January 23, 2018

IDB flags Audit Office capacity ahead of oil money

…says transparency and accountability are required now more than ever

The independence and capacity of the Auditor General’s Office is one of the priority areas to be addressed by Guyana, in order to ensure there is Transparency and Accountability with regards the oversight of the nation’s revenue and expenditure of public resources, especially in light of the imminent influx of monies into the economy as a result of Oil and Gas production.

Inter -American Development Bank’s Country representative, Sophie Makonnen

This was disclosed by Resident Representative of the Inter-American Development Bank (IDB), Sophie Makonnen, as she brought the curtains down on a multi-year capacity building programme funded primarily by that International Financial Institution (IFI) and venued at the Georgetown Marriott Hotel.
Echoing Makonnen’s sentiments was President of the Georgetown Chamber of Commerce and Industry (GCCI) Deodat Indar, who went a step further in calling for the strengthening of the internal audit mechanisms at the Ministry of Finance’s Accountant General’s office.
Oil Revenues
The IDB representative in her remarks to the participants was adamant, “institutional capacity in the public sector is one of the priorities that will ensure growth social and economic development of Guyana, this is really important in the current situation in which Guyana finds itself and I refer to oil revenues which you are expecting in the next few years.”
Makonnen told those in attendance,—inclusive of Internal and External Auditors along with Ministry of Finance staffers—transparency and accountability are required (now) more than ever with the advent of the oil revenues.
She explained that the US$2M that the IDB plugged in the capacity building programme for the Audit Office, is but a component of the wider assistance provided to Guyana with regards capacity building for the Public Sector.
Makonnen used the opportunity to stress the importance of “control functions” in the public sector, adding that this “cannot be over emphasized as importance in the decade to come.”
GCCI President Indar, in his unrestrained keynote address to those gathered sought to remind that the Office of the Auditor General of Guyana stands as a vanguard against threats to its democracy and also called on that body to strengthen its internal deficiencies.
“The Audit Office is a vanguard in any thriving democracy; its office audits the use of tax payers’ dollars and report the same to the Parliament of the people led by the Speaker…We would be comfortable at any moment in time in the history of Guyana when the collective wisdom of Guyana’s decision makers sees the value of this audit office and the benefits it dispenses.”
Speaking to the need for greater controls with regard the internal auditing mechanism of the Ministry of Finance, Indar sought to underscore the need for the Auditor General’s Office to be able to rely on the accuracy of the information provided especially in light of its own resource and personnel constraints.
As such, he used the opportunity to welcome the support of the IDB to the Auditor General’s Office, in order to “strengthen this major constitutional body so that it becomes competent as much as it could be, independent in the true sense of the word.”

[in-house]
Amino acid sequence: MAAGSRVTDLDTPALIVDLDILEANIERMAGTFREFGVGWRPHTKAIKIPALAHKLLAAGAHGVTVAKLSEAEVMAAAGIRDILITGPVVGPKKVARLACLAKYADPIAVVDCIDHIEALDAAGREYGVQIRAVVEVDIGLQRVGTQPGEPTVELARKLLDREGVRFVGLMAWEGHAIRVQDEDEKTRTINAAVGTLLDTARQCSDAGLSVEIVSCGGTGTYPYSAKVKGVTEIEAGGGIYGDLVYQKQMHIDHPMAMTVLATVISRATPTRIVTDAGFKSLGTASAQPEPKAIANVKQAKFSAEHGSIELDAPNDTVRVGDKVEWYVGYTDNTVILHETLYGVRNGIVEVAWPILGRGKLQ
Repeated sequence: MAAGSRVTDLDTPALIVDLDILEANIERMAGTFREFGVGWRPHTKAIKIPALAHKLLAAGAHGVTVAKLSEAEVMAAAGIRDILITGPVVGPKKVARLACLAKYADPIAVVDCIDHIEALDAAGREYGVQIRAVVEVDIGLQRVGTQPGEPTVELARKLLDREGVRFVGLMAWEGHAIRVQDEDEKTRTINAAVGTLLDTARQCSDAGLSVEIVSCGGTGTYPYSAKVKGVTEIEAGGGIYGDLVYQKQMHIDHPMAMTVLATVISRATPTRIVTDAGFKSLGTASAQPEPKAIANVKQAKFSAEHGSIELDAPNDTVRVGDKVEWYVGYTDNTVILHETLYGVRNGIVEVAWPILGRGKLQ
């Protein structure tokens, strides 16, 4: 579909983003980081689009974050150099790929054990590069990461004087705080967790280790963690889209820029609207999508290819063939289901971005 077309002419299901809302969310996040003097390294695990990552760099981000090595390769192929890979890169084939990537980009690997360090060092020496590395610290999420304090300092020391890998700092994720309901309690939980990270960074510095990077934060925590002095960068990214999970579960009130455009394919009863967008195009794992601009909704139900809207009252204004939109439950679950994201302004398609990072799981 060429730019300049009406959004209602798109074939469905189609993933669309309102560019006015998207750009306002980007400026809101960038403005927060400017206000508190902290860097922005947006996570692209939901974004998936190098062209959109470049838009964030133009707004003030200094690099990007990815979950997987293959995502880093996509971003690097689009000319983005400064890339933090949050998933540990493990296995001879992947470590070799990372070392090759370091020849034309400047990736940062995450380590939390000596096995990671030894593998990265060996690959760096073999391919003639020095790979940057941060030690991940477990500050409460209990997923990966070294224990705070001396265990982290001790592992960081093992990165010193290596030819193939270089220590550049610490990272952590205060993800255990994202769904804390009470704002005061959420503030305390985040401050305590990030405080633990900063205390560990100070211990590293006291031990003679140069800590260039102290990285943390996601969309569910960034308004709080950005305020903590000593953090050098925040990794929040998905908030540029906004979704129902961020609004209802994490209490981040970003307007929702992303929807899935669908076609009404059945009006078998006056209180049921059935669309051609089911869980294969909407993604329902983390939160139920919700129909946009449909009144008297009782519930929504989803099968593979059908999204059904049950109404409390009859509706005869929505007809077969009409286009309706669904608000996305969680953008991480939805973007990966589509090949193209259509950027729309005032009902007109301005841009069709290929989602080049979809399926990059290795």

Quality Assurance
Speaking to the relationship between the Ministry of Finance’s Accountant General’s Office and that of the Auditor General, the GCCI President reiterated, “the Ministry of Finance has a corps of internal auditors which is the central corps of internal auditors and they are mandated to work with the Audit office to make sure that their programs align, work is not duplicated, the external auditors can use the work of the internal auditors providing that that work is proper…and there is quality assurance in the work of the internal auditor so the external auditor can rely on that work.”
He was at the time addressing specifically, the Accountant General (ag) Jennifer Chapman and appealed for that officer to ensure that resources are channeled in order to be able to better use cross functional resources, in order to reduce the workload on the staff of the internal auditors.
According to Indar, “in a national environment where they have rife, where they have strife, where they have back and forth, the Audit Office will come under fire.”
He called on the Auditor General Deodat Sharma, to remain strong in the task at hand, namely the efficient audits of the national spending by government in the public sector.
Accountant General, Jennifer Chapman, speaking on behalf of the Ministry of Finance, also used the occasion to underscore the importance of the Audit Office.
She said it was government’s responsibility to provide quality public service to its citizenry since it is the custodian of public finances and properties.
Conceding that governments are constantly under pressure to improve the services provided while reducing the cost to the tax payer, Chapman told the closing ceremony, “based on this premise and in keeping with the statutory mandate the Ministry of Finance and the Audit Office have an inter-agency coordination and cooperation.”
This, she said, is aimed at improving public management controls and accurate oversight of the public accounts.
“Strong public financial management is essential to improved public service delivery, speed-up poverty reduction and to achieve sustainable development goals,” she said.
Effective public financial management systems have also strengthened transparency and accountability and financial efficiency, according to Chapman, who concluded that this provides an important element of truth in public finances.
The multi-year capacity building programme commenced in March 2004 and was financed through four tranches of disbursements from the IDB to the tune of US$2M with the support of Government to the tune of US$145,000.